When it comes to his chosen instrument, the harmonica, DARRELL MANSFIELD is acknowledged as an all time great. Jan Willem Vink spoke to the Californian gospel bluesman.
For secular aficionados, Darrell Mansfield is the red hot, choice-of-the-stars muso who has clocked up sessions with Jon Bon Jovi, Loverboy, Eddie Van Halen and Billy Idol. But for enthralled festival crowds at Greenbelt or Flevo, Darrell is the man to help the church re-discover the blues. An historical aside (well, make it brief. Ed.) It was revered blues singer Johnny Shines who once remarked, "church music and the blues is all one and the same" and blues giant T-Bone Walker who commented "of course the blues come a lot from the church...the first time I ever heard a boogie-woogie piano was the first time I went to church."
The blues then were, in part at least, developed in the Church. But history tells us the Church subsequently messed up. Appalled when members of the flock took blues styles, (and jazz for that matter) out of the sanctuary and into the world, by the turn of the century church leaders were throwing their blues-playing musos out of the church. In a classic case of baby leaving with the bathwater, the church began to denounce the blues beat it had been pivotal in evolving! History lesson over, (about time. Ed.)
Darrell Mansfield is, in the 90's helping more and more Christians to look beyond 'the Devil's music' propaganda of biased music histories, to discover for themselves both the rich heritage of gospel-blues traditions and how down-in-the-alley blues can be an appropriate vehicle for the gospel message. He may be a white boy, but Darrell is leading a return to gospel blues roots sadly all but ignored in today's black churches. Darrell's recent albums, Trimmed And Burnin"(with Glenn Kaiser),'Flevo Live' and 'Blues With A Feelin' (with Eric Turner) have all shown a consummate blues harpist, who can make his harmonica soar, cry and take you deep, deep, into the human soul.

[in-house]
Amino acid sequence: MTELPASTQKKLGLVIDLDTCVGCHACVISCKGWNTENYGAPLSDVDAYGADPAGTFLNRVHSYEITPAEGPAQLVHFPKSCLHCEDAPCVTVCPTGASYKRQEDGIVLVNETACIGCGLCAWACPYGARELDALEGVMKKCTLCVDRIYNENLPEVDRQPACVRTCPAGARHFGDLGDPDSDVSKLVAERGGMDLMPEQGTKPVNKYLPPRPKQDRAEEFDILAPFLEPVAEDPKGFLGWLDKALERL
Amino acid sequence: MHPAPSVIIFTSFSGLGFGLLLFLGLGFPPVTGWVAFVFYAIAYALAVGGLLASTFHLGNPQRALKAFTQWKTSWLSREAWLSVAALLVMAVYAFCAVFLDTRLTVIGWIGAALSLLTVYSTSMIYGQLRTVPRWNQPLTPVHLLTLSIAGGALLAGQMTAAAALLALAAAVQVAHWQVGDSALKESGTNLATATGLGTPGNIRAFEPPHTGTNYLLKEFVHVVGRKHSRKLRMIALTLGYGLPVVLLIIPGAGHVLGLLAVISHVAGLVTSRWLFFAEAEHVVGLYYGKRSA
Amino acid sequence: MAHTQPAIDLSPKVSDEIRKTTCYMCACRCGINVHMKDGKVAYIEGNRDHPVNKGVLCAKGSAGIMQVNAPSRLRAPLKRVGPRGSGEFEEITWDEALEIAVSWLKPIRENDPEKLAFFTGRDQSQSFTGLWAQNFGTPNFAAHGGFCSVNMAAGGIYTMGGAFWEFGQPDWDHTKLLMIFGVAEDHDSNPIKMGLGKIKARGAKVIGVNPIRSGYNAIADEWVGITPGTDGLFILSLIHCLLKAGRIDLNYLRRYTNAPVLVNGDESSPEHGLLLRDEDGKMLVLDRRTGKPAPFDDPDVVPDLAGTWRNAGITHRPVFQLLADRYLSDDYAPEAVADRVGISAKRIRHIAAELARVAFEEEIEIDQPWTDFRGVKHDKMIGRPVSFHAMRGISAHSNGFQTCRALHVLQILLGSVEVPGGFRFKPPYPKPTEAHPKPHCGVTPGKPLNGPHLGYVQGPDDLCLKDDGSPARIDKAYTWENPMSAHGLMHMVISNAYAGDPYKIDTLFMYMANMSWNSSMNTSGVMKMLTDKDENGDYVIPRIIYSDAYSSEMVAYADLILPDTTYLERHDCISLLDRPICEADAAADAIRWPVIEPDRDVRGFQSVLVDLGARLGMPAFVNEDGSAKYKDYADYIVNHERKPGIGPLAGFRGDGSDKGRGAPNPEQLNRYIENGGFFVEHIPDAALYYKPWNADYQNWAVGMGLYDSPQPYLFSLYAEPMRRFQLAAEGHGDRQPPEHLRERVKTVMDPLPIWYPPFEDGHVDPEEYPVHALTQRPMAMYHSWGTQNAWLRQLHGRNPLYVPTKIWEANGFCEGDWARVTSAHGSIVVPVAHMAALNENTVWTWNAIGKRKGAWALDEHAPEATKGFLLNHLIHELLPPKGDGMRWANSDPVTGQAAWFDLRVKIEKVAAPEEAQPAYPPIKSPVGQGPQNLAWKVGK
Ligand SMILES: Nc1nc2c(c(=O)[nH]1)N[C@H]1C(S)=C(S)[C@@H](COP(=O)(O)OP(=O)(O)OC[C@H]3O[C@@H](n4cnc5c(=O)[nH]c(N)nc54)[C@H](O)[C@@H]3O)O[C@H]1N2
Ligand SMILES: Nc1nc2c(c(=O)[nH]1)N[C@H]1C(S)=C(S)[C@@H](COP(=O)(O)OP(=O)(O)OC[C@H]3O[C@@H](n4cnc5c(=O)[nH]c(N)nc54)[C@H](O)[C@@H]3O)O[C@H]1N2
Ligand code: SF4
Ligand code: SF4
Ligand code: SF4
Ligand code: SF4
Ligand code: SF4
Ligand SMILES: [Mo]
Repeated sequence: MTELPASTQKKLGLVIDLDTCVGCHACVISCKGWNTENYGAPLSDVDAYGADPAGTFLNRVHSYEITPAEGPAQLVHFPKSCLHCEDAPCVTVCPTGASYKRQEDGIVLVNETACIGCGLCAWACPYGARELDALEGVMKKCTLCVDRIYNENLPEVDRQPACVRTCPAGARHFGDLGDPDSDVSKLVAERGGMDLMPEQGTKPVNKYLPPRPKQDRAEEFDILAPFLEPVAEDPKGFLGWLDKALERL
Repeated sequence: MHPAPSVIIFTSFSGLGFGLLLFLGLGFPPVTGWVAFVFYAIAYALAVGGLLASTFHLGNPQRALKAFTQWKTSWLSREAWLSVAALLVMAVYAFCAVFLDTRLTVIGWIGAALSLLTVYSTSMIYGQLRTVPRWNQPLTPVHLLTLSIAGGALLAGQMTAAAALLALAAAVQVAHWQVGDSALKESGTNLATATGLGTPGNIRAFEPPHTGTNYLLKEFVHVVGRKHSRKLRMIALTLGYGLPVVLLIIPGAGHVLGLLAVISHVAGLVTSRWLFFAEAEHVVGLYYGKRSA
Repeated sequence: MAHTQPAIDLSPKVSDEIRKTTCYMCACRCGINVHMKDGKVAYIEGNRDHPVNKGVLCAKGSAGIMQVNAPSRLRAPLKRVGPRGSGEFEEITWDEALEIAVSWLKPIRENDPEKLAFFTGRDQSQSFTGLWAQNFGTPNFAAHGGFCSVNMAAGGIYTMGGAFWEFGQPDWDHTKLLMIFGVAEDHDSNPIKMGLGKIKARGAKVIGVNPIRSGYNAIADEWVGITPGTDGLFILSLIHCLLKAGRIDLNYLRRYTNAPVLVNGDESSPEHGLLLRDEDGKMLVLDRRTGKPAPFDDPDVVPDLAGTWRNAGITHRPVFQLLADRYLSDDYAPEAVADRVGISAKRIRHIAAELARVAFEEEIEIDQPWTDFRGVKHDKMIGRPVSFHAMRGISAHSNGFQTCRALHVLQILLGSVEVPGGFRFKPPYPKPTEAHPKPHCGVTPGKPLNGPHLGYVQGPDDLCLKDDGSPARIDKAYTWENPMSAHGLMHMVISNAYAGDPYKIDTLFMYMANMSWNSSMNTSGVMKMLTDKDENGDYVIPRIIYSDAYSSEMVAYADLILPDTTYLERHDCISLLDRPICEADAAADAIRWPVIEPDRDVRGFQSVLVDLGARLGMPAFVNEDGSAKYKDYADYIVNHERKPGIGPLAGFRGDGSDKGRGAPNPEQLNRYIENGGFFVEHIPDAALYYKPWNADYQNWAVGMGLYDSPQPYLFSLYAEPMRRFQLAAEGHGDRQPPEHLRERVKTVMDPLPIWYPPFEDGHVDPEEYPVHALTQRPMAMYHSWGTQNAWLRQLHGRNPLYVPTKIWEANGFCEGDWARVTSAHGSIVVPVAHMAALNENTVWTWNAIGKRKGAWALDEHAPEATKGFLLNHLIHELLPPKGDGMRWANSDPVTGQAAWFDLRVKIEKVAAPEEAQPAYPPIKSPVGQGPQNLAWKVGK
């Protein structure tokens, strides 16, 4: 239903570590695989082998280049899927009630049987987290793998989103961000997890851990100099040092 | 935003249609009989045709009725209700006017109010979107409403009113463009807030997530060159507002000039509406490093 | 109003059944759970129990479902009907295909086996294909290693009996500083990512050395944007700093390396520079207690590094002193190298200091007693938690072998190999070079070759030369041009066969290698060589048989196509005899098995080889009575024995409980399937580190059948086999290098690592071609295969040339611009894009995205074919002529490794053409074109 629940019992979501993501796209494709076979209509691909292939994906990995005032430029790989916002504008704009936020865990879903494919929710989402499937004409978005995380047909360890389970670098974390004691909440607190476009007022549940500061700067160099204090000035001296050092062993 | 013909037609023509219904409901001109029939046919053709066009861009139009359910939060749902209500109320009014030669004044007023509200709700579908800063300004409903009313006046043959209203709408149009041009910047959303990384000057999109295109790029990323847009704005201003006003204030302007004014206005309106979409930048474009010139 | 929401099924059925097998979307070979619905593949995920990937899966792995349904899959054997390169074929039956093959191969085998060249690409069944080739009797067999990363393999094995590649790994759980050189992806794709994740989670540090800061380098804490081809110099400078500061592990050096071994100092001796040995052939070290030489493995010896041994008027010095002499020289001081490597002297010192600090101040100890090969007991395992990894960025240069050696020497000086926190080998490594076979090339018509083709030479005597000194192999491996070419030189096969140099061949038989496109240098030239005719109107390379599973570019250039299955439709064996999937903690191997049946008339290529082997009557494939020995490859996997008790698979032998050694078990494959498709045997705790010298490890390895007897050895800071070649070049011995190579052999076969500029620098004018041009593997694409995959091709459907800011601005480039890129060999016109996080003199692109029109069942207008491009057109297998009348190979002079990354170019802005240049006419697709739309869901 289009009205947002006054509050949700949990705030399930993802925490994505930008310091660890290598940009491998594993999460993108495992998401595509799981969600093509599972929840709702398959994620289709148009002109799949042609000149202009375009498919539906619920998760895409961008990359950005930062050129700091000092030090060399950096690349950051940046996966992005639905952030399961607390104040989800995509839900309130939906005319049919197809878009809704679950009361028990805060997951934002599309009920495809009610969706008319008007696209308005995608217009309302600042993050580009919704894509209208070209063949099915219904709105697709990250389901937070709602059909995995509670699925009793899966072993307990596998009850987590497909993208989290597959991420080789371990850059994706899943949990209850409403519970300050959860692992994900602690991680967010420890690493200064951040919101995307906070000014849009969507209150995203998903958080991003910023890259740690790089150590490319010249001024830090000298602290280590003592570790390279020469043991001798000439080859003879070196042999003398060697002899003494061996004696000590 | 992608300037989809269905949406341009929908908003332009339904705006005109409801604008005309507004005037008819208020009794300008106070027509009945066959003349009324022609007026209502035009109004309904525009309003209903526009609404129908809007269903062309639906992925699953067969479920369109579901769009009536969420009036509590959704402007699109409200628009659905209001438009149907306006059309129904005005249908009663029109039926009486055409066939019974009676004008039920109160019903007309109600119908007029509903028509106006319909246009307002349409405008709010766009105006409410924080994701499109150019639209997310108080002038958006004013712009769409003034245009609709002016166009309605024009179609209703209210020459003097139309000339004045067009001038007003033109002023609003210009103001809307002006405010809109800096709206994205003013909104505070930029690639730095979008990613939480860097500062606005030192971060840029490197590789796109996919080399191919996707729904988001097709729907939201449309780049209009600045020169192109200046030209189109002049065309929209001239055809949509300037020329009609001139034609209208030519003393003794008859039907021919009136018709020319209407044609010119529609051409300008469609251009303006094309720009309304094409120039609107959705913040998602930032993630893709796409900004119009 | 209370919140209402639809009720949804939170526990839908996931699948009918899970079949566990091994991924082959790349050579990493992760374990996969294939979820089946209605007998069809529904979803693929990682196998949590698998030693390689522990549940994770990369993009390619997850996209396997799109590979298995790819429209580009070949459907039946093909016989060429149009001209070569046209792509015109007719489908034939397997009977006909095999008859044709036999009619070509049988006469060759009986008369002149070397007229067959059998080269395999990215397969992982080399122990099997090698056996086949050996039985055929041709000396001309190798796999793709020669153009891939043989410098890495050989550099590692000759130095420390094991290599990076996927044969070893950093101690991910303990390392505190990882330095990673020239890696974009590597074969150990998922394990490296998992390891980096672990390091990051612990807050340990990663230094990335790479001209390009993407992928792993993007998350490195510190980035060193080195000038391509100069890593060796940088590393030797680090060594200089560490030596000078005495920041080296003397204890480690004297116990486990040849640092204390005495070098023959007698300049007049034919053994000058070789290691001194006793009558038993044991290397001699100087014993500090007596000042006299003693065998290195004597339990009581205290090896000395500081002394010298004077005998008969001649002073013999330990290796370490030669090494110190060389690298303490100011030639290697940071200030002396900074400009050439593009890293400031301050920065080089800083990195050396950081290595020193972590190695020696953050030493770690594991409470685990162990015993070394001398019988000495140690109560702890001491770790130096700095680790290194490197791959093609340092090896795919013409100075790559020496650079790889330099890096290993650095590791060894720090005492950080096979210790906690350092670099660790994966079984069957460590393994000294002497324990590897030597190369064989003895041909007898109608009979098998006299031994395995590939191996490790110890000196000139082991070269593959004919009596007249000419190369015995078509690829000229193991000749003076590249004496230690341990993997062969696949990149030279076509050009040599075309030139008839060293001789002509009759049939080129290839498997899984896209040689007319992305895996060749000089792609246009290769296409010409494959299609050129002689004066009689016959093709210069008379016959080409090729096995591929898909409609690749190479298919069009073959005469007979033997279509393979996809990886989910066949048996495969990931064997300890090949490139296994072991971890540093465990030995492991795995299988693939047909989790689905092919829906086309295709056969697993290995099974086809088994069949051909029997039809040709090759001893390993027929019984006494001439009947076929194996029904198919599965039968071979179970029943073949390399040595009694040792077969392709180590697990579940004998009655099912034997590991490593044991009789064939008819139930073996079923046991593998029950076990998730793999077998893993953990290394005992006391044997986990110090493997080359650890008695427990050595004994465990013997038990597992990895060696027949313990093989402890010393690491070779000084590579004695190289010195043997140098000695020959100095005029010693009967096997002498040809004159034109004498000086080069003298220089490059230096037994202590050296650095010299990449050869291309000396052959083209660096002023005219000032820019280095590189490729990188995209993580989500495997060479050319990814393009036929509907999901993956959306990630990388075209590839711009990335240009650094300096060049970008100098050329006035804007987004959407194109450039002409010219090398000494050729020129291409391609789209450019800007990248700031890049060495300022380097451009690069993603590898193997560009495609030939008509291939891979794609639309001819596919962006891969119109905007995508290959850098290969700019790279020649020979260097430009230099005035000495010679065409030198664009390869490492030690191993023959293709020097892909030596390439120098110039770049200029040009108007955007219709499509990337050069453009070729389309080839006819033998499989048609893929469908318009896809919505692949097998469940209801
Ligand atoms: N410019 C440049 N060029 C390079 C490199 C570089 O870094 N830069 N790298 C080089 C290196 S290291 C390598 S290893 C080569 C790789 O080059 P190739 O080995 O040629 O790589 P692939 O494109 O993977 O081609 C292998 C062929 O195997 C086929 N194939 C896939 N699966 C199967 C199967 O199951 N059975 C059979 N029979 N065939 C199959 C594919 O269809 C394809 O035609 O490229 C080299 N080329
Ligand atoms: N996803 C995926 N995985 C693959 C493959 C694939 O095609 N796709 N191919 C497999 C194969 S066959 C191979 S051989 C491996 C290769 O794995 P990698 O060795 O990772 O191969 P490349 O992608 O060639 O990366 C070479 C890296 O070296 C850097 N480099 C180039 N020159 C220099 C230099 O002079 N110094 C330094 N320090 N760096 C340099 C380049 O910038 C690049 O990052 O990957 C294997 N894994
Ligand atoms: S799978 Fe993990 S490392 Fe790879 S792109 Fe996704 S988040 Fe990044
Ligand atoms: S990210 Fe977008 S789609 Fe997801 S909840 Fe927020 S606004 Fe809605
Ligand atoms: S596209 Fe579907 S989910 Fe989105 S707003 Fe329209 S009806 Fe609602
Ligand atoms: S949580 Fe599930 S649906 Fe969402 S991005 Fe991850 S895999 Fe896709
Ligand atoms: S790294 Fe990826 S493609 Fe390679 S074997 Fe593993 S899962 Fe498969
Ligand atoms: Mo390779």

Darrell was born in Sioux City, Iowa in 1950. While at college he began singing and playing with a local rock and roll band on the nightclub scene. He had grown up in the church, yet Darrell's parents had both become alcoholics and divorced while the teenager was in high school. Drugs, booze and bouts of depression eventually led the 21-year-old musician to decide to kill himself. Darrell planned the deed carefully. Deciding on the church he had grown up in as a suitable setting, he stepped up to the altar, knelt down, muttered, "here I am Lord, take me," and then with a butchers knife slit both wrists. But Darrell didn't die. He was found when a clergyman came into the church and summoned the police and an ambulance. After recuperating Darrell became a member of another rock band, Free Flight. Darrell began playing harmonica - after slitting his wrists the musician no longer had the dexterity to play guitar - and made startling progress on his new instrument.